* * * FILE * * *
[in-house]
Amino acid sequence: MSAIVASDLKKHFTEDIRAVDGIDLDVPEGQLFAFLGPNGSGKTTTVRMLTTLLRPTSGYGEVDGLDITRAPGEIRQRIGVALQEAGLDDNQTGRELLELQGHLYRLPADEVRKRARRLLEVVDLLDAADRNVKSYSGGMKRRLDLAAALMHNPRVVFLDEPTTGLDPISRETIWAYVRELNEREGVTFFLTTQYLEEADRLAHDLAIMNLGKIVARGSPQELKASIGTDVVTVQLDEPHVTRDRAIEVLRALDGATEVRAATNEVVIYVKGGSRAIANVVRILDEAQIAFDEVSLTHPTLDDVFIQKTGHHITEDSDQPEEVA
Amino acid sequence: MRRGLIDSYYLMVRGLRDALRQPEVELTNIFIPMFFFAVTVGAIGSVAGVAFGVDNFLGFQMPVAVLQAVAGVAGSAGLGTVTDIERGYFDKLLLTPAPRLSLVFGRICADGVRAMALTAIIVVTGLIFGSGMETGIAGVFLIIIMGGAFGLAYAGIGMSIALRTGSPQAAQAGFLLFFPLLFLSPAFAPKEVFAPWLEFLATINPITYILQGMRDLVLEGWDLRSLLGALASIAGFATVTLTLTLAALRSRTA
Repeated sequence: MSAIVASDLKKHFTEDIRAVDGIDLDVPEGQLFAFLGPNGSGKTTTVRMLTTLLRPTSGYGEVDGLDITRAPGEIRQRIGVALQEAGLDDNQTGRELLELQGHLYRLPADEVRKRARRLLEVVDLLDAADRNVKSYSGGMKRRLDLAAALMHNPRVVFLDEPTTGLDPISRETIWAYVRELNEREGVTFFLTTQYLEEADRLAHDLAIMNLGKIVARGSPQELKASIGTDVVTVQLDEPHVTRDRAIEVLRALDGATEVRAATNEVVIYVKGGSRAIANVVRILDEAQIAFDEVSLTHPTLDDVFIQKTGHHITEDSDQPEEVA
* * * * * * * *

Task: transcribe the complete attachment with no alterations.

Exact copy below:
[in-house]
Amino acid sequence: MSAIVASDLKKHFTEDIRAVDGIDLDVPEGQLFAFLGPNGSGKTTTVRMLTTLLRPTSGYGEVDGLDITRAPGEIRQRIGVALQEAGLDDNQTGRELLELQGHLYRLPADEVRKRARRLLEVVDLLDAADRNVKSYSGGMKRRLDLAAALMHNPRVVFLDEPTTGLDPISRETIWAYVRELNEREGVTFFLTTQYLEEADRLAHDLAIMNLGKIVARGSPQELKASIGTDVVTVQLDEPHVTRDRAIEVLRALDGATEVRAATNEVVIYVKGGSRAIANVVRILDEAQIAFDEVSLTHPTLDDVFIQKTGHHITEDSDQPEEVA
Amino acid sequence: MRRGLIDSYYLMVRGLRDALRQPEVELTNIFIPMFFFAVTVGAIGSVAGVAFGVDNFLGFQMPVAVLQAVAGVAGSAGLGTVTDIERGYFDKLLLTPAPRLSLVFGRICADGVRAMALTAIIVVTGLIFGSGMETGIAGVFLIIIMGGAFGLAYAGIGMSIALRTGSPQAAQAGFLLFFPLLFLSPAFAPKEVFAPWLEFLATINPITYILQGMRDLVLEGWDLRSLLGALASIAGFATVTLTLTLAALRSRTA
Repeated sequence: MSAIVASDLKKHFTEDIRAVDGIDLDVPEGQLFAFLGPNGSGKTTTVRMLTTLLRPTSGYGEVDGLDITRAPGEIRQRIGVALQEAGLDDNQTGRELLELQGHLYRLPADEVRKRARRLLEVVDLLDAADRNVKSYSGGMKRRLDLAAALMHNPRVVFLDEPTTGLDPISRETIWAYVRELNEREGVTFFLTTQYLEEADRLAHDLAIMNLGKIVARGSPQELKASIGTDVVTVQLDEPHVTRDRAIEVLRALDGATEVRAATNEVVIYVKGGSRAIANVVRILDEAQIAFDEVSLTHPTLDDVFIQKTGHHITEDSDQPEEVA